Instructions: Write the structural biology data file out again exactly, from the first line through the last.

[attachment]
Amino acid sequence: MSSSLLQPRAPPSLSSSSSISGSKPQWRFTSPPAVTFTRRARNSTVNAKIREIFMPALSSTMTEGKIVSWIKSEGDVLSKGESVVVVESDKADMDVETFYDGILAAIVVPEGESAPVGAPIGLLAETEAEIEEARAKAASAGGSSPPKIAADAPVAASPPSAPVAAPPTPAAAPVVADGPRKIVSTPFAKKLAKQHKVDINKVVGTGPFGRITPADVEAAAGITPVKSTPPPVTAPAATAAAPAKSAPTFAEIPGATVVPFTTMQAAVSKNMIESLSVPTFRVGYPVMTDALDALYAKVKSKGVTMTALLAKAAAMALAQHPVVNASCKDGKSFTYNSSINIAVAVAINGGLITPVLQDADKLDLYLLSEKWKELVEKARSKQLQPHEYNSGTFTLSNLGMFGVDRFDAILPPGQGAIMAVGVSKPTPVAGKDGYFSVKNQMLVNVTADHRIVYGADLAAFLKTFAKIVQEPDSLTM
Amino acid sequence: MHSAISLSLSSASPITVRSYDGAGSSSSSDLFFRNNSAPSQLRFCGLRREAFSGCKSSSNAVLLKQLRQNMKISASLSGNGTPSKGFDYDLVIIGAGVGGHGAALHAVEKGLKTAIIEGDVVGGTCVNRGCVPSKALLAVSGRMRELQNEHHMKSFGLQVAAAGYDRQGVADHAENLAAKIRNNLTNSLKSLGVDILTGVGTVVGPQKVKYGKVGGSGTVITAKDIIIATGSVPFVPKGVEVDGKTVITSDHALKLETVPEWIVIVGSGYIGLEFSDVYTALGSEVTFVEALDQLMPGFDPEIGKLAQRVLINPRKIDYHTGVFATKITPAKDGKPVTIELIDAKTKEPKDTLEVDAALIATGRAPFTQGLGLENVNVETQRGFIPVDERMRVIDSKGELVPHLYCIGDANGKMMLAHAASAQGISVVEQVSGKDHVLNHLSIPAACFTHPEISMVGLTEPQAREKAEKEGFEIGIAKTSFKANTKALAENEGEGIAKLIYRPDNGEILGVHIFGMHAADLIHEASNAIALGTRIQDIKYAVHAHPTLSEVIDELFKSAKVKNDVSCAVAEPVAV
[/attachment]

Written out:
Amino acid sequence: MSSSLLQPRAPPSLSSSSSISGSKPQWRFTSPPAVTFTRRARNSTVNAKIREIFMPALSSTMTEGKIVSWIKSEGDVLSKGESVVVVESDKADMDVETFYDGILAAIVVPEGESAPVGAPIGLLAETEAEIEEARAKAASAGGSSPPKIAADAPVAASPPSAPVAAPPTPAAAPVVADGPRKIVSTPFAKKLAKQHKVDINKVVGTGPFGRITPADVEAAAGITPVKSTPPPVTAPAATAAAPAKSAPTFAEIPGATVVPFTTMQAAVSKNMIESLSVPTFRVGYPVMTDALDALYAKVKSKGVTMTALLAKAAAMALAQHPVVNASCKDGKSFTYNSSINIAVAVAINGGLITPVLQDADKLDLYLLSEKWKELVEKARSKQLQPHEYNSGTFTLSNLGMFGVDRFDAILPPGQGAIMAVGVSKPTPVAGKDGYFSVKNQMLVNVTADHRIVYGADLAAFLKTFAKIVQEPDSLTM
Amino acid sequence: MHSAISLSLSSASPITVRSYDGAGSSSSSDLFFRNNSAPSQLRFCGLRREAFSGCKSSSNAVLLKQLRQNMKISASLSGNGTPSKGFDYDLVIIGAGVGGHGAALHAVEKGLKTAIIEGDVVGGTCVNRGCVPSKALLAVSGRMRELQNEHHMKSFGLQVAAAGYDRQGVADHAENLAAKIRNNLTNSLKSLGVDILTGVGTVVGPQKVKYGKVGGSGTVITAKDIIIATGSVPFVPKGVEVDGKTVITSDHALKLETVPEWIVIVGSGYIGLEFSDVYTALGSEVTFVEALDQLMPGFDPEIGKLAQRVLINPRKIDYHTGVFATKITPAKDGKPVTIELIDAKTKEPKDTLEVDAALIATGRAPFTQGLGLENVNVETQRGFIPVDERMRVIDSKGELVPHLYCIGDANGKMMLAHAASAQGISVVEQVSGKDHVLNHLSIPAACFTHPEISMVGLTEPQAREKAEKEGFEIGIAKTSFKANTKALAENEGEGIAKLIYRPDNGEILGVHIFGMHAADLIHEASNAIALGTRIQDIKYAVHAHPTLSEVIDELFKSAKVKNDVSCAVAEPVAV